Killingsworth has such counsel in the person of R.L. Wong, Esq. His counsel has faithfully tracked the Anders procedure. He has furnished to us his affidavit to the effect that he considers any possible appeal wholly without merit. He has filed an Anders brief discussing three possible points for consideration on appeal, including the question of whether the verdict was supported by the evidence. He has notified his client of his actions and furnished him a copy of the Anders brief.
Upon careful reflection, Anders to the contrary notwithstanding, it becomes painfully apparent that there is no way to vindicate Killingsworth's state constitutional right to the effective assistance of counsel incident to his appeal other than requiring appointment of counsel who, without fear or favor, will press such possible assignments of error as in the exercise of his professional judgment and responsibility he must.
The problem with Anders is that the process it sanctions belies its underlying premise. The Anders court at the outset states that
The constitutional requirement of substantial equality and fair process can only be attained where counsel acts in the role of an active advocate in behalf of his client, as opposed to that of amicus curiae.
The procedure there authorized — and that followed in this case — has reduced Wong to the status of an amicus curiae. Such is the inevitable result of allowing an indigent defendant's court-appointed counsel, on the one hand, to state that he regards the appeal as "wholly frivolous", and on the other, to require that he file a brief raising any points "that might arguably support the appeal". 386 U.S. at 744, 87 S.Ct. at 1400, 18 L.Ed.2d at 498. Fortunately, we are not bound by the minimum "federal requirements" of Anders and may construe our own Constitution and laws to afford greater protections for an accused. See Michigan v. Long, 463 U.S. 1032, 103 S.Ct. 3469, 3474, 3476, 77 L.Ed.2d 1201, 1212, 1214-15 (Miss. 1983); Pruneyard Shopping Center v. Robins, 447 U.S. 74, 81, 100 S.Ct. 2035, 2040-41, 64 L.Ed.2d 741, 752 (1980); Penick v. State, 440 So.2d 547, 551 (Miss. 1983). We regard that the Anders procedure would compromise the indigent's rights incident to his appeal to the effective assistance of counsel secured by Article 3, Section 26 of the Mississippi Constitution of 1890. Cf. Evitts v. Lucey, 469 U.S. 387, 105 S.Ct. 830, 83 L.Ed.2d 821 (1985).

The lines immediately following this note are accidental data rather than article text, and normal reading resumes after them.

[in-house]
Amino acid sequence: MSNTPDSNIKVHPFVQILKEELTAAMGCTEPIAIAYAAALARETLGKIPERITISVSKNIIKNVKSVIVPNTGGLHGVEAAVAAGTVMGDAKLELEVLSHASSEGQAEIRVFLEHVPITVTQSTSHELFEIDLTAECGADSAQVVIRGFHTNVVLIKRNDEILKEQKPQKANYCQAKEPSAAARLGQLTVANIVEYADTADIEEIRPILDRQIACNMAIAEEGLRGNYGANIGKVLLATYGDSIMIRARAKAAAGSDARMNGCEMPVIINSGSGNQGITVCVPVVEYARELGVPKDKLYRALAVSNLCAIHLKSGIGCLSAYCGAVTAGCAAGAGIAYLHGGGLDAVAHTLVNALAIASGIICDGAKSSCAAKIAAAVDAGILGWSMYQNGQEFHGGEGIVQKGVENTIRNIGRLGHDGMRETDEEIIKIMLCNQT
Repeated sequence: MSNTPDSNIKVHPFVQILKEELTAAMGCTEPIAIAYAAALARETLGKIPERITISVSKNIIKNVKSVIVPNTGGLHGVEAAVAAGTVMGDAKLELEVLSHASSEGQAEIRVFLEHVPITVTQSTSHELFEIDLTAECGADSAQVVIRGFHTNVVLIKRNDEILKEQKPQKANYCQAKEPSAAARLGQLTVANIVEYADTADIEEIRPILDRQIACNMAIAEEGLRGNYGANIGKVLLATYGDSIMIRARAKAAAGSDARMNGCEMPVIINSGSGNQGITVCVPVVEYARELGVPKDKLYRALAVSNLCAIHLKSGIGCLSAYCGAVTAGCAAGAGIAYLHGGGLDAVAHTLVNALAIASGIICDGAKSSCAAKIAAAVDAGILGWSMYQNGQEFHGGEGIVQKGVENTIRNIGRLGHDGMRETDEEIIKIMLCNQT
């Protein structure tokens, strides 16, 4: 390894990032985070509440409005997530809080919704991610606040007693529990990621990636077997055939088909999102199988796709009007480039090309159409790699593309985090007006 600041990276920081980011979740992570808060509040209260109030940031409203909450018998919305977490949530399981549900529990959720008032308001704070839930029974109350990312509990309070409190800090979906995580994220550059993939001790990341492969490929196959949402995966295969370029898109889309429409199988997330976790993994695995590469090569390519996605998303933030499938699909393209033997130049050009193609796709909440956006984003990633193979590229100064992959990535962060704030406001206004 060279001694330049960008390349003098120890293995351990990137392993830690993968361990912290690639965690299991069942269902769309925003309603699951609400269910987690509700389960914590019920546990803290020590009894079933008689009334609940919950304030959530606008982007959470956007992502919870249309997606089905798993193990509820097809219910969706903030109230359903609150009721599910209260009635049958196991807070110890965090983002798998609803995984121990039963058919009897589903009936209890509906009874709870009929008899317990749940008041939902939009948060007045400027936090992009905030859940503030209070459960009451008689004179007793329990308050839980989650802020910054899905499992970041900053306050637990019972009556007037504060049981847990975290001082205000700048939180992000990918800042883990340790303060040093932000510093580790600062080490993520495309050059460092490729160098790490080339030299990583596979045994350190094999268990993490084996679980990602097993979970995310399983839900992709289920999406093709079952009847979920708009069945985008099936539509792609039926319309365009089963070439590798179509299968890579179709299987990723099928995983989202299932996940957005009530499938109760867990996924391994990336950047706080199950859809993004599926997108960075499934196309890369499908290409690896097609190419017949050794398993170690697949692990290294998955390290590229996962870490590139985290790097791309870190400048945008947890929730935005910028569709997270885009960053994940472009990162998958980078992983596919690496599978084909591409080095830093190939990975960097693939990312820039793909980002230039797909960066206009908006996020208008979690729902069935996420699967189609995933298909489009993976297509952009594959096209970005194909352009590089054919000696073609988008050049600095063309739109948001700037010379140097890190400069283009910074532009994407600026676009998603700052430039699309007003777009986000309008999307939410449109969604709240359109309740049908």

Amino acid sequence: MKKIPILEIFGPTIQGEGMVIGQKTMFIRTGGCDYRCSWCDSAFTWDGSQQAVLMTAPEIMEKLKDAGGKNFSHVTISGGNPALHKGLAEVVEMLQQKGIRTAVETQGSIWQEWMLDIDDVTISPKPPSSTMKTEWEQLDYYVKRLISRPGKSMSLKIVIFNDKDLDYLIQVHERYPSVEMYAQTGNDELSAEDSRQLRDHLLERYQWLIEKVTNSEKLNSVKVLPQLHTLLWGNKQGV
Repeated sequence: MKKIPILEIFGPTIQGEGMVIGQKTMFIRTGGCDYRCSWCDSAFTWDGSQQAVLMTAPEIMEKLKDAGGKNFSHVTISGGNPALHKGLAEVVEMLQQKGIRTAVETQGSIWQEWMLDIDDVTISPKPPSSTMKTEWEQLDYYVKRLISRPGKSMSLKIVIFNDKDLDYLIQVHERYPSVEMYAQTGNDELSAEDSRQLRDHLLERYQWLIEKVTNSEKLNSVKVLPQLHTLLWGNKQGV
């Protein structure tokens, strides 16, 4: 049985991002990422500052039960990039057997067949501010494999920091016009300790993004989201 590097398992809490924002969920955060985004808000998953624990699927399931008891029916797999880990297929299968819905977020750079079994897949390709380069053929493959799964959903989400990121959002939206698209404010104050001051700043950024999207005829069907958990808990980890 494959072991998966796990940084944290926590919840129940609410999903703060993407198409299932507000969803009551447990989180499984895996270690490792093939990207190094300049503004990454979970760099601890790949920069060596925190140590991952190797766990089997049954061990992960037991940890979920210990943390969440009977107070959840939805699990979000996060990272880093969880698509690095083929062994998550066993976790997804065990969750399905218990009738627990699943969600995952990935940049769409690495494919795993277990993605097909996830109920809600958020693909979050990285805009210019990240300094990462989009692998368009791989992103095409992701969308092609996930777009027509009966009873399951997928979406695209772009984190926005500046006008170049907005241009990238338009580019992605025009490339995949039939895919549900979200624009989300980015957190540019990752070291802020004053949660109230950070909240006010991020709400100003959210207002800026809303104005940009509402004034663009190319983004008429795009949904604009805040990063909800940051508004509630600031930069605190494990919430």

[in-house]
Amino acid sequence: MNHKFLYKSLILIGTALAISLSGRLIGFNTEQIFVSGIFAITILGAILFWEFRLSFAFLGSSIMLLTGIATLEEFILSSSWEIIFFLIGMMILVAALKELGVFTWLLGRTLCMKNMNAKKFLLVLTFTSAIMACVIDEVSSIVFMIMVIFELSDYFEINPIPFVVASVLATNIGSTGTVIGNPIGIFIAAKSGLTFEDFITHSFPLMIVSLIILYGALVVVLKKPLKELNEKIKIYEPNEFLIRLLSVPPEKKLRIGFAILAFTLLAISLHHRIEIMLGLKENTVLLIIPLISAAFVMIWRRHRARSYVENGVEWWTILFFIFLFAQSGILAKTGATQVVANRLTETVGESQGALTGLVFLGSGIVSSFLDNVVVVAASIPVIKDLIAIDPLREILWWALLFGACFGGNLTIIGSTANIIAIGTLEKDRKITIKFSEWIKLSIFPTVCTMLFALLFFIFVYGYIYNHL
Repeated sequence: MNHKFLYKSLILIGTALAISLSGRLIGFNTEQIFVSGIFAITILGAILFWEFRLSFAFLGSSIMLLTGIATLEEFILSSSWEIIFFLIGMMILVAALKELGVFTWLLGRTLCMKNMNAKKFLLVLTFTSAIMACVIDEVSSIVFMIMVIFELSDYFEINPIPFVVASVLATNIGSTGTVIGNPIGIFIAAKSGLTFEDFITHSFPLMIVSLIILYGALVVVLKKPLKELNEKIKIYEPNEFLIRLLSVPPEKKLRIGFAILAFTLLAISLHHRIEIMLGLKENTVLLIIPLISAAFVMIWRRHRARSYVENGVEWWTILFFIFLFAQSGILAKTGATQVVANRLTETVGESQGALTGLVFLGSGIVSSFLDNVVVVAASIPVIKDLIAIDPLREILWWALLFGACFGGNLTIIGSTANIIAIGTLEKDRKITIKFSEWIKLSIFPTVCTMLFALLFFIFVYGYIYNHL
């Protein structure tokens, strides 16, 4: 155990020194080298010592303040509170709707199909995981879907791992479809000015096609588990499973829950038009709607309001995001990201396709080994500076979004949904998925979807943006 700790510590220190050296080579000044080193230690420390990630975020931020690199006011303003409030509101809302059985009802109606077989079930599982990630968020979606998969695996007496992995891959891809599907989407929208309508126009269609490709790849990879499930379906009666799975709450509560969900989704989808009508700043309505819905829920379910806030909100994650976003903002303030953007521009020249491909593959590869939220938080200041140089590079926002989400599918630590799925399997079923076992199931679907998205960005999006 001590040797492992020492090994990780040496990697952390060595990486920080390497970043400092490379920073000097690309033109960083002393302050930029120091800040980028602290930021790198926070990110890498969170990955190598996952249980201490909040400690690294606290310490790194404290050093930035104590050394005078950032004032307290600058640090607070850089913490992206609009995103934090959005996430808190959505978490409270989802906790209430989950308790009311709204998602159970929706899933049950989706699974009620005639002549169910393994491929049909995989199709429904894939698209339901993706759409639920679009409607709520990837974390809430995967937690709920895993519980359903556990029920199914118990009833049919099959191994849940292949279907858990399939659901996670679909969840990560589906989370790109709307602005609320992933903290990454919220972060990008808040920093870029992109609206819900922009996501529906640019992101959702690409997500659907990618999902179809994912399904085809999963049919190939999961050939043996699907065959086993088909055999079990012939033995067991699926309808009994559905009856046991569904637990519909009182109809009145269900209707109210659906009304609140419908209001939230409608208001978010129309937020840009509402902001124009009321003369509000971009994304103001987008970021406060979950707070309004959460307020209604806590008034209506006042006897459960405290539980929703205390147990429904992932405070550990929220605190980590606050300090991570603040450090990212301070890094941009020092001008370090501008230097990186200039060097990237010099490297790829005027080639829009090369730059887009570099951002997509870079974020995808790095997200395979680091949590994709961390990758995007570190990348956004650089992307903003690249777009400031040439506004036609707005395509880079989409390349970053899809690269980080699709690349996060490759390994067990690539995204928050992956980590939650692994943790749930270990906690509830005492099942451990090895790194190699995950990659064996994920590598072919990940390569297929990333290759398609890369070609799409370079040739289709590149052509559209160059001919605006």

In the foregoing context, we consider Wong's motion to withdraw made under our Rule 40. That rule provides:
If an attorney desires to withdraw from a case, he may file a motion giving his reasons for desiring to withdraw and requesting approval of the Court.
When good cause exists for allowing an attorney to withdraw from representation of a client before this Court, upon proper motion, such withdrawal will be allowed. Allison v. State, 436 So.2d 792, 796 (Miss. 1983). The question presented here is whether a conscientious and diligently formed opinion by counsel that the appeal is without merit constitutes good cause. We hold today that it does not. Any other holding would impermissibly burden the indigent's right to the effective assistance of counsel incident to his appeal.